Also consider the environment. Constrained and embedded environments (think wearables) may not have the processing power to handle bulk encryption with 256-bit keys. Or maybe data is ephemeral and wiped after a few seconds and therefore doesn’t need “top secret level” encryption. Or maybe there’s just not enough space for a 256-bit key.

Use a key that is strong enough to protect the data within the constraints of the environment and one that can counter the threats to that environment.

Manage your keys properly. You wouldn’t leave the key to your front door taped to the door itself. Hopefully you don’t put it under the doormat either. What would be the point of the lock? The same applies to information security. Don’t encrypt your data with a strong, properly generated data encryption key (DEK) then leave that key under the doormat.

Consider a key vault and use key encryption keys (KEK) to encrypt the data encryption keys. Access to this key vault or key manager should also be suitably locked down and tightly controlled (again, many different ways to do this). Otherwise you might as well just not encrypt your data.

While we’re at it: rotate your keys, especially your KEKs. Key rotation essentially means “key replacement” … and it’s a good idea in case the key or system is compromised. When you replace a key, be sure to overwrite with Fs or 0s to reduce any chance of traceability.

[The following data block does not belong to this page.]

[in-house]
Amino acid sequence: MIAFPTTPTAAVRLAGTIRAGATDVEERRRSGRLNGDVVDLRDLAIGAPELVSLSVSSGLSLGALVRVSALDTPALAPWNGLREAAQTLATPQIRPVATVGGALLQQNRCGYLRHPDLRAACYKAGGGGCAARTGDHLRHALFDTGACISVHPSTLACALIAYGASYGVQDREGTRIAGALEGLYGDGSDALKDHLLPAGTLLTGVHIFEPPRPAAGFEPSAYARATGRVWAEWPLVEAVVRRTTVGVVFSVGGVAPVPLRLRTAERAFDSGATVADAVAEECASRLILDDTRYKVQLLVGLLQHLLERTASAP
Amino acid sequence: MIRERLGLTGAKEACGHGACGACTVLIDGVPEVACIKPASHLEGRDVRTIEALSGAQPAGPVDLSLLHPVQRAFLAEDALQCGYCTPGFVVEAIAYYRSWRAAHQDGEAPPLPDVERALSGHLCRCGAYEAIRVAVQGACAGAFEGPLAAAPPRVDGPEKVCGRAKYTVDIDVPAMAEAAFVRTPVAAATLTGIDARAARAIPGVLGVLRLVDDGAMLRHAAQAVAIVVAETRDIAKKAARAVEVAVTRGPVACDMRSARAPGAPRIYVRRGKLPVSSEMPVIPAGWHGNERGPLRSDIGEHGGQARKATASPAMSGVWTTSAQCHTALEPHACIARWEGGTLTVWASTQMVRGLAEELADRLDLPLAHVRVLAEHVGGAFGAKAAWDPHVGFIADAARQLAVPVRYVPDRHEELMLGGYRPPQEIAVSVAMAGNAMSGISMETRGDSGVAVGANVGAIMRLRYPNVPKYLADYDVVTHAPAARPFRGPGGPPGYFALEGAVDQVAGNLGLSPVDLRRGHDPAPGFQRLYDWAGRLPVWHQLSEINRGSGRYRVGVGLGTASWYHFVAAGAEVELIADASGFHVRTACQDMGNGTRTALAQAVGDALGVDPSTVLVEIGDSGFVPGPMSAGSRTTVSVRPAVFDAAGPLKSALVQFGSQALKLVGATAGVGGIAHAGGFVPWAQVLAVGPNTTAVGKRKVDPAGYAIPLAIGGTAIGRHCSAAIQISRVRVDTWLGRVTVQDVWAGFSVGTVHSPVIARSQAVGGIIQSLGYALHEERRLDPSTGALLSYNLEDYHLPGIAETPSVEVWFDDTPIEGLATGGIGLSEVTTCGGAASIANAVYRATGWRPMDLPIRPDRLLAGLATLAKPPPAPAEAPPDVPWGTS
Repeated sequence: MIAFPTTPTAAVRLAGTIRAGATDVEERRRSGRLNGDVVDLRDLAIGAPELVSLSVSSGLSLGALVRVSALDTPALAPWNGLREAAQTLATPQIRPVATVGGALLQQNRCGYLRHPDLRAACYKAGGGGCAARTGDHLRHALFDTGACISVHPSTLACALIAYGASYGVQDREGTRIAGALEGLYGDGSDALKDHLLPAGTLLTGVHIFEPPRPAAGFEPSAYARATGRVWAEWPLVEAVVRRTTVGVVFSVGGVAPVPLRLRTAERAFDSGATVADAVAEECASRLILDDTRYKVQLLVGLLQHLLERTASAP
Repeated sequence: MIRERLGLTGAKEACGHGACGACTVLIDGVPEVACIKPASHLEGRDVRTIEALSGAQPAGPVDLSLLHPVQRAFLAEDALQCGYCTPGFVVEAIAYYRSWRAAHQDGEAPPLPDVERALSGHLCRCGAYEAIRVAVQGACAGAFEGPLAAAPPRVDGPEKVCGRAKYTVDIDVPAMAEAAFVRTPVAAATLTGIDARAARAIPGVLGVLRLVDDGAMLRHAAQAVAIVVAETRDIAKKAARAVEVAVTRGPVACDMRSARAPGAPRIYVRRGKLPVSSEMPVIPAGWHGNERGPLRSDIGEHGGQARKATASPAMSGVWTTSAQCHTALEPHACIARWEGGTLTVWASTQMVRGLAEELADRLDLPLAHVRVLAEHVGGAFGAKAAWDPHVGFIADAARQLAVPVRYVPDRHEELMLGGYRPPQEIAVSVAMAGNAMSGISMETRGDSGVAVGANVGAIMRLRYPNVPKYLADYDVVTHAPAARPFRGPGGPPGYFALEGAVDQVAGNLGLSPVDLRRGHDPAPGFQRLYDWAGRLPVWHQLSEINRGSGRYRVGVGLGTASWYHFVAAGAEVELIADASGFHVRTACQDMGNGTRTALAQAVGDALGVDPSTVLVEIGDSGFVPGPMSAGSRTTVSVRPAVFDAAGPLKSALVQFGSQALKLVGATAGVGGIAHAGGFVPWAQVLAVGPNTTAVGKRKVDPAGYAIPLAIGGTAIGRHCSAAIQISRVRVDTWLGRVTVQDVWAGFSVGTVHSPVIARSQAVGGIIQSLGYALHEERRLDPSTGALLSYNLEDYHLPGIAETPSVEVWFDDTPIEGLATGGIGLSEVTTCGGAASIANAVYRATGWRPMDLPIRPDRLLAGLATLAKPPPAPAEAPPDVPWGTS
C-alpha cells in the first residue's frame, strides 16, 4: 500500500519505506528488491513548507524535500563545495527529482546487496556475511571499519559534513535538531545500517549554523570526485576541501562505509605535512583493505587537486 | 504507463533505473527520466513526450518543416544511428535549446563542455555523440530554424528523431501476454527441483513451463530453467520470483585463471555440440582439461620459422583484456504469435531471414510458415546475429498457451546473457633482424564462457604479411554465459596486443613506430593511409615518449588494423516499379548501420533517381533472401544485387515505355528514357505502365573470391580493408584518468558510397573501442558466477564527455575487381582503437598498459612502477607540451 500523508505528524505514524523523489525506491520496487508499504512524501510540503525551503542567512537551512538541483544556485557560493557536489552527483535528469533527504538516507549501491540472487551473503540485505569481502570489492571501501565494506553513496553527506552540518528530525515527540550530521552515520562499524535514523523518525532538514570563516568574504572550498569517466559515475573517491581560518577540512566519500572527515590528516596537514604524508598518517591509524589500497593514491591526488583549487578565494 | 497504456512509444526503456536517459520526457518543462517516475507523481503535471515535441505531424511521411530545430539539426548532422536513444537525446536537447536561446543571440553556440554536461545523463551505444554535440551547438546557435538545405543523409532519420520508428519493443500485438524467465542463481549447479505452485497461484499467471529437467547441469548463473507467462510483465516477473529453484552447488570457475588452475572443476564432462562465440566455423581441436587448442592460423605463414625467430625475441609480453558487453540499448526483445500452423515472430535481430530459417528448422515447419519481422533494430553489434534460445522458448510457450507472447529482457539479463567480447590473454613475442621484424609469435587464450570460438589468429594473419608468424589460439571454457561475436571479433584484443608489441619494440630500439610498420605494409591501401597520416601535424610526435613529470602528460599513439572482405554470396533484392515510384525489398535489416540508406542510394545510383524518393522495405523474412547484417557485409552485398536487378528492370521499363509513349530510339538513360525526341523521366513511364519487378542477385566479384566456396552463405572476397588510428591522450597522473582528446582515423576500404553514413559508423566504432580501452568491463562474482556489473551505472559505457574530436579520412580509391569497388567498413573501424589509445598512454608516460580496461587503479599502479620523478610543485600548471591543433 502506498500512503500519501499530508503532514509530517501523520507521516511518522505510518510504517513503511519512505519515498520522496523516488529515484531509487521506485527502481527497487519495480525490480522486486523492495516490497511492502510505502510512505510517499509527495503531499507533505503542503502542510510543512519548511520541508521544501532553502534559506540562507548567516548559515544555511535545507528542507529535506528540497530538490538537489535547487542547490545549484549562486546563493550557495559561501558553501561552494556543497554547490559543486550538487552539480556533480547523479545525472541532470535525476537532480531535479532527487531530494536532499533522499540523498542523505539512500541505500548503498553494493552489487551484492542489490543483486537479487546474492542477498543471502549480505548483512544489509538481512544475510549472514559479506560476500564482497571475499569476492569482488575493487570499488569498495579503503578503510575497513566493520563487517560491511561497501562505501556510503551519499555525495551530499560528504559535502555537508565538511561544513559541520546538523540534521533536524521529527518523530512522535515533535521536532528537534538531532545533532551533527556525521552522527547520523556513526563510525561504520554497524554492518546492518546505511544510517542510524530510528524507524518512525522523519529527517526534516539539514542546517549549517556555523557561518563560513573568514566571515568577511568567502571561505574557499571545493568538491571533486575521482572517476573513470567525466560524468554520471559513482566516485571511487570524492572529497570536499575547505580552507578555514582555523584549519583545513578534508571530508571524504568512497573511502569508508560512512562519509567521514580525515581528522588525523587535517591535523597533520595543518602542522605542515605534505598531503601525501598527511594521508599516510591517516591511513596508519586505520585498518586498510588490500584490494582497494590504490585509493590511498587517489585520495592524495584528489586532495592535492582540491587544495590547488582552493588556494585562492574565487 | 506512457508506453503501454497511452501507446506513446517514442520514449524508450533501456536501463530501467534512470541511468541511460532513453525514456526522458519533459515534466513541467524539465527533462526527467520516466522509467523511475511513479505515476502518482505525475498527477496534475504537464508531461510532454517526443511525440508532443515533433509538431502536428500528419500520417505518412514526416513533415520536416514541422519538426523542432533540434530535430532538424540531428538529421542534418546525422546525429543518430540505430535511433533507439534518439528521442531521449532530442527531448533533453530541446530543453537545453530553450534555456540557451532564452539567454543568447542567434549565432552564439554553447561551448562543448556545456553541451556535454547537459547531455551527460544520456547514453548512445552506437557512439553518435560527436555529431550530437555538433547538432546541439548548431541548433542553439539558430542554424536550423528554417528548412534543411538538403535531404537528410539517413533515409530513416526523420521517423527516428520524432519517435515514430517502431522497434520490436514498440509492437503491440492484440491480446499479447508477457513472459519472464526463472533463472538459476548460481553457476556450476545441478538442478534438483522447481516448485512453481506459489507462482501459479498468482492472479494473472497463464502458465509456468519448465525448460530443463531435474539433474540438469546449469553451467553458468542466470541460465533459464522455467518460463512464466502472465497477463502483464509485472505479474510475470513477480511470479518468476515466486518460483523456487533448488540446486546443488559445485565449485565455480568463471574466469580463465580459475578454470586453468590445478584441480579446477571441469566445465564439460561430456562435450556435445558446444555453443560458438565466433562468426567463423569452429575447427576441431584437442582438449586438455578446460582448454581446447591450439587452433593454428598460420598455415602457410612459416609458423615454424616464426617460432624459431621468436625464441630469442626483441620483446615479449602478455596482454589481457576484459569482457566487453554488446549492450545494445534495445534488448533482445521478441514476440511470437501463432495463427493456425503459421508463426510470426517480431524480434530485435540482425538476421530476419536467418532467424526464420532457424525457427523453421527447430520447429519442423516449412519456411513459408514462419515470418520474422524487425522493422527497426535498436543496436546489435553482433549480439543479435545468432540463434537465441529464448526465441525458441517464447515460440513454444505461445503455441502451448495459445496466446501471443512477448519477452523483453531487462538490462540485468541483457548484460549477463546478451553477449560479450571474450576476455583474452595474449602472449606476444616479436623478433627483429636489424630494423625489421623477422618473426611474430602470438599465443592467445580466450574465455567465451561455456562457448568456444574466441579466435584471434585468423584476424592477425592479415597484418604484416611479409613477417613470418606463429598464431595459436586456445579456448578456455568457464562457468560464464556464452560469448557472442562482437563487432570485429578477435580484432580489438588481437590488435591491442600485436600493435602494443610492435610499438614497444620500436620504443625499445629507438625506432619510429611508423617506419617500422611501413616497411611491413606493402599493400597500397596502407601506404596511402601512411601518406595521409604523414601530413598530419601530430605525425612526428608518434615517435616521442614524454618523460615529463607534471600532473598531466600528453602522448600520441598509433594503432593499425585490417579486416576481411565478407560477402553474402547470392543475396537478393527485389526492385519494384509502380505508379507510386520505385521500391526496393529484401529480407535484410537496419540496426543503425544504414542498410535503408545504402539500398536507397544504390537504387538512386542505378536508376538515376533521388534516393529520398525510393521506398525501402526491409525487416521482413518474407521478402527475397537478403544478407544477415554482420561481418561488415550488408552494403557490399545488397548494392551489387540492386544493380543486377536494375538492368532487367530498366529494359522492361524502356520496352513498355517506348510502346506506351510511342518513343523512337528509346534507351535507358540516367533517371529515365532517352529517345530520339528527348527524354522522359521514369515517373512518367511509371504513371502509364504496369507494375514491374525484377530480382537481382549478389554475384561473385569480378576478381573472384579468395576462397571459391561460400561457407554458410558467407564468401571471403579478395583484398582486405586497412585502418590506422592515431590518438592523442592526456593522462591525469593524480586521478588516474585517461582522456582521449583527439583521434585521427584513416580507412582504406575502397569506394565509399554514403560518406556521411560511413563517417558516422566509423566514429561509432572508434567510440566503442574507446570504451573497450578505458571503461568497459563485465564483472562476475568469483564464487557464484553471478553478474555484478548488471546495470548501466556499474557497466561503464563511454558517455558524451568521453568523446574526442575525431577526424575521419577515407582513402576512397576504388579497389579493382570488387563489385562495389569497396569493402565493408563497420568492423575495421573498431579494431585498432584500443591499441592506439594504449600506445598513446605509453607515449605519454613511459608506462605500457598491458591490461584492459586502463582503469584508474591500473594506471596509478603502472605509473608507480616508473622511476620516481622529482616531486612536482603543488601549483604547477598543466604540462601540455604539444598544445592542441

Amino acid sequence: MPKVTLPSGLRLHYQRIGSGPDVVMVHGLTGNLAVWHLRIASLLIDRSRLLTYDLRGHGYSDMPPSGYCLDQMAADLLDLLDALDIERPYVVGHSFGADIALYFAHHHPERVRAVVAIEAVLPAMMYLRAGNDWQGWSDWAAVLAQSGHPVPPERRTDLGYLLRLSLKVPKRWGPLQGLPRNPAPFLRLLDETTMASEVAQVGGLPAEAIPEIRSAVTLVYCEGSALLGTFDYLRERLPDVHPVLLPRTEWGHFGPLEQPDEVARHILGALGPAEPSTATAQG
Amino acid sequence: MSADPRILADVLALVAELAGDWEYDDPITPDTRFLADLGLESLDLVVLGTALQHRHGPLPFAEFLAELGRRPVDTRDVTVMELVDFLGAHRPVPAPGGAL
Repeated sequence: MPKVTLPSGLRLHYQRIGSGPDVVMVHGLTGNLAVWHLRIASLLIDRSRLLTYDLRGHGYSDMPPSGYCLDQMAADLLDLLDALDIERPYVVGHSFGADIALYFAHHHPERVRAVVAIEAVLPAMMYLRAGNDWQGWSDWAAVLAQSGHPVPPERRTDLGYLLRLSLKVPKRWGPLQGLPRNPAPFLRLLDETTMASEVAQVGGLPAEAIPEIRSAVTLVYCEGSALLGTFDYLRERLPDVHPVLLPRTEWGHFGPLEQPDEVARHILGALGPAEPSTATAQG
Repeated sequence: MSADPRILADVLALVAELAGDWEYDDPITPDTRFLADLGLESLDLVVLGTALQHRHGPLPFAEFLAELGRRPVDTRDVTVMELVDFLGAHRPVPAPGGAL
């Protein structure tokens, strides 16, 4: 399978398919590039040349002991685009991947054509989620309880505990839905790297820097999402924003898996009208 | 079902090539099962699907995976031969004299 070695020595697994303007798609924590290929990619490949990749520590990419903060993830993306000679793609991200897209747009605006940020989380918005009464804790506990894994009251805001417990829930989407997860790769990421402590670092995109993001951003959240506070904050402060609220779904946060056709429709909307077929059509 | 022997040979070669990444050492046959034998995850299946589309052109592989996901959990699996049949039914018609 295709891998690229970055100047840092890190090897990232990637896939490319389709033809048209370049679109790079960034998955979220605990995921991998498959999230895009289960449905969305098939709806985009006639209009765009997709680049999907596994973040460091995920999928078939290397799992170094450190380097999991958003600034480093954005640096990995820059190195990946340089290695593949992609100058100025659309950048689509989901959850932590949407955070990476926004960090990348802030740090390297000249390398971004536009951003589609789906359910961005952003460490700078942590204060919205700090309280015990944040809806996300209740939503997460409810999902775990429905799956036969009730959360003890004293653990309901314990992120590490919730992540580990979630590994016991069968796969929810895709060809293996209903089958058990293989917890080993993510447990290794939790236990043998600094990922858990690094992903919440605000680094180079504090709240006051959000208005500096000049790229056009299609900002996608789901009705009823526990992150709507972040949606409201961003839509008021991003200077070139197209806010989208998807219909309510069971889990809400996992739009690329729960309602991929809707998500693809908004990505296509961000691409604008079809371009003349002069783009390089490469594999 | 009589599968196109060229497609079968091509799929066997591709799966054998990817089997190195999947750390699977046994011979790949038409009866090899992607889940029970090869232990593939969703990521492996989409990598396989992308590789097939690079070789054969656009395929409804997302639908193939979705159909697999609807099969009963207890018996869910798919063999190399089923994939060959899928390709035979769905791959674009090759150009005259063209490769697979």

Store those DEKs encrypted with KEKs and protect those KEKs with tools and processes. And remember to balance security with usability: rotating your KEK every 2 seconds might be secure, but is your system usable?

Anthem wanted the data to be useful, which is why it wasn’t encrypted at the database. But that usability came at a high cost. The good news is that it is possible to encrypt data and have it be usable.

 


Encryption is a critical, necessary piece of a system’s overall security posture. But it’s not the sole answer. In Anthem’s case, records were accessed via those “elevated user credentials” … which means that malicious hackers were able to get in to the authentication server and raise privilege levels of user credentials (usernames/passwords) that they either knew or gleaned from the auth server. So in this case, it’s irrelevant if the breached data was encrypted; the hackers had authenticated and authorized access to it.

So what’s the answer?

When this was first reported I tweeted this:

Editing_Encryption_Keys — Part_1__What_Are_Keys_Exactly_

Defense in depth means providing security controls to address all aspects of the system: people, process, and technology. Technology is the most difficult pillar to lock down because there are so many layers and threats, hence so many products such as firewalls, IDP, APT, IDS, SIEM, 2FA, AV, smart cards, cloud gateways, etc.

Encryption is a fundamental element for security of data at rest and data in motion (control plane and data plane). Even the strongest encryption with proper key management won’t protect data that is accessed by an authorized user, because it has to be usable. However, encrypted data and tight management of keys provides a critical, necessary piece to a robust security posture.

I hope this provides some guidance on how to think about encryption and key management in your organization.

Ray Potter

Ray Potter

Ray Potter is the Founder of SafeLogic, which was spun off from his previous venture, the Apex Assurance Group consulting firm. He brings over 20 years of security and compliance experience, including leading teams at Cisco and Ernst & Young, to the operations team at SafeLogic. Ray loves playing guitar and flying airplanes.